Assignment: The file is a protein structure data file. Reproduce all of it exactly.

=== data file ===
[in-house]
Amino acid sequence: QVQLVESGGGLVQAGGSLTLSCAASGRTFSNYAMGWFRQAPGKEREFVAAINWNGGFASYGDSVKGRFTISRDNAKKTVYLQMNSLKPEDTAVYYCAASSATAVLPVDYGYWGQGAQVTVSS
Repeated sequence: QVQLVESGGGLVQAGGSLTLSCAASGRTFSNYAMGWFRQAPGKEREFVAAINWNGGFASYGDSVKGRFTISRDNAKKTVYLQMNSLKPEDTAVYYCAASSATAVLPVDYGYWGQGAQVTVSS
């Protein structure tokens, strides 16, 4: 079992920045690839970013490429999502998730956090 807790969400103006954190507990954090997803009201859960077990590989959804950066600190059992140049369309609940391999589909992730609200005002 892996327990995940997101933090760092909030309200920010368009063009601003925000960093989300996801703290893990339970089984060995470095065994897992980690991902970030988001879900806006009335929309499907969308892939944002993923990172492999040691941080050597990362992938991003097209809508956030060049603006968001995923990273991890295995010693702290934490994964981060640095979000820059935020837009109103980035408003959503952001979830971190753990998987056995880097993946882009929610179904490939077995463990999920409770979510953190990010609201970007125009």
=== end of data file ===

[in-house]
Amino acid sequence: QVQLVESGGGLVQAGGSLTLSCAASGRTFSNYAMGWFRQAPGKEREFVAAINWNGGFASYGDSVKGRFTISRDNAKKTVYLQMNSLKPEDTAVYYCAASSATAVLPVDYGYWGQGAQVTVSS
Repeated sequence: QVQLVESGGGLVQAGGSLTLSCAASGRTFSNYAMGWFRQAPGKEREFVAAINWNGGFASYGDSVKGRFTISRDNAKKTVYLQMNSLKPEDTAVYYCAASSATAVLPVDYGYWGQGAQVTVSS
């Protein structure tokens, strides 16, 4: 079992920045690839970013490429999502998730956090 807790969400103006954190507990954090997803009201859960077990590989959804950066600190059992140049369309609940391999589909992730609200005002 892996327990995940997101933090760092909030309200920010368009063009601003925000960093989300996801703290893990339970089984060995470095065994897992980690991902970030988001879900806006009335929309499907969308892939944002993923990172492999040691941080050597990362992938991003097209809508956030060049603006968001995923990273991890295995010693702290934490994964981060640095979000820059935020837009109103980035408003959503952001979830971190753990998987056995880097993946882009929610179904490939077995463990999920409770979510953190990010609201970007125009």